“The Blue Room” by Lettice Galbraith (1897)
Possibly my least favorite of the collection, this story feels the most like a traditional run-of-the-mill Victorian ghost story. But at least it has plucky (and educated!) female characters.
“The Green Bowl” by Sarah Orne Jewett (1901)
For a story from the last century, this has a great feminist feel to it, with the main characters being two women travelling alone and having adventures. One woman is gifted a strange bowl that seems to grant (for better or for worse) fortune-telling abilities. This is like a time-capsule of Victorian ideals and fascination with psychic abilities.
“Dreamer” by Barbara Baynton (1902)
A delightfully atmospheric story set in Australia about a young woman struggling against the elements to get home to her mother. This one has just enough uncertainty whether anything supernatural actually occurs to really pique my interest.
“The Hall Bedroom” by Mary E. Wilkins Freeman (1905)
This rather odd tale takes the form of journal entries from a resident and the owner of a boarding house. The boarder has bizarre sensory experiences in a particular room in the house, and it turns out that room has a sordid history.
“The House” by Katherine Mansfield (1912)
I found this story harder to follow than the others, but I was absolutely along for the ride. A woman takes shelter on a porch during a rainstorm and gets swept up in the psychic drama inside the house…I think?
“The Red Bungalow” by Bithia Mary Croker (1919)
Despite the uncomfortable colonial dynamics, “The Red Bungalow” might be my favorite story in this collection. The Gothic feel mixed with the old British colonial Indian setting was enchanting. A British army wife wants to live in a house the locals won’t touch, and it turns out their fear is well-founded. The story was dripping with dread and foreboding, leaving me waiting for the other shoe to drop the whole time.
“Outside the House” by Bessie Kyffin-Taylor (1920)
Another top-contender for favorite story. A disabled veteran travels to his fiancée’s family home for the first time, and discovers no one in the family is allowed outside in the gardens after dark—for creepy, inadequately explained reasons. He can’t help but push the boundaries, and pays the price for his curiosity. A delightfully gothic (and actually somewhat scary!) story.
“Florence Flannery” by Marjorie Bowen (1924)
An amusing story that just keeps twisting. A new wife is taken to her husband’s ancestral home, and finds her name carved in the ancient window. She begins to have bizarre memories, believing she is living out a curse from hundreds of years ago. Has she lived that long? And what’s up with the weird fish in the pond?
“Young Magic” by Helen Simpson (1925)
Another story where the supernatural elements are at least somewhat called into question. We start with a child with an over-active imagination who has an imaginary friend who may be real. The girl grows up to (probably?) have special powers.
“The House Party at Smoky Island” by Lucy Maud Montgomery (1935)
A kind of classic “wealthy guests gathered inside during a storm to tell ghost stories” kind of plot, including a couple whose wife is afraid her husband poisoned his first wife. A surprise visitor explains what REALLY happened, but the “gotcha” moment in this one feels a bit awkward.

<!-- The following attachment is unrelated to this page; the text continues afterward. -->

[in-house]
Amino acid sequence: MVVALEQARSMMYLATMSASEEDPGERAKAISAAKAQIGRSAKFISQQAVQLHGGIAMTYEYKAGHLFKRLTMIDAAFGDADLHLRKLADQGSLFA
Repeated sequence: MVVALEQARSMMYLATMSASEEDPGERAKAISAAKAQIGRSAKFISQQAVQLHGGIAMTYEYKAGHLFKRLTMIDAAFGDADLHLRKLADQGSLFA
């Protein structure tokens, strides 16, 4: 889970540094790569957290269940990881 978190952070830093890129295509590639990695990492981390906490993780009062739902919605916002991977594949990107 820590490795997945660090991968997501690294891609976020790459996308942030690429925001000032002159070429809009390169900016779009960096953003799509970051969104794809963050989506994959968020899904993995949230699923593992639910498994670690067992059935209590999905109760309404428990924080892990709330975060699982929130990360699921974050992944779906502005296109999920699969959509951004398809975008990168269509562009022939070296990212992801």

“The Black Stone Statue” by Mary Elizabeth Counselman (1937)
This story seems like a bit of an outlier—it has a distinctly masculine feel, which I found quite interesting. Told as a confessional letter by a sculptor, the story details his meeting with a famous adventurer who picked up an amazing—but horrifying—item in the wilds: a seemingly other-worldly creature who turns everything it touches into a weird black stone.
“Roaring Tower” by Stella Gibbons (1937)
The collection is wrapped up with this delightful tale of a troublesome teenager sent to stay with a relative, and who discovers a ruin called the Roaring Tower which emits eerie sounds that may or may not be evidence of a creature from local myths. I love the uncertainty of what is happening in this story, and the dreamlike feel.
After reading the anthology’s well-crafted Introduction, I was prepared to step into a collection that felt a bit academic—a collection designed for critical analysis more than enjoyment—but I was pleasantly surprised. Reading the anthology didn’t feel like a school assignment – it was quite entertaining as a pleasure-read. While the collection portrays many Victorian framing conventions (ghost stories told around the fire, confessional letters or journals, etc.), the stories themselves are quite accessible to the modern audience—some might even be described as timeless. I also appreciated the range of authors the editor selected for the anthology; from lesser-known authors to household names like Lucy Maud Montgomery (of Anne of Green Gables fame) and Stella Gibbons (of Cold Comfort Farm fame). The authors were also gathered from a wider geographic range than the original Women’s Weird collection—from the UK, US, Australia, New Zealand, Canada, etc.—and spanned almost 50 years of work.
Whether one approaches Women’s Weird 2 from a scholarly or historical perspective or simply as a fan of Weird Fiction, this collection is a worthwhile read.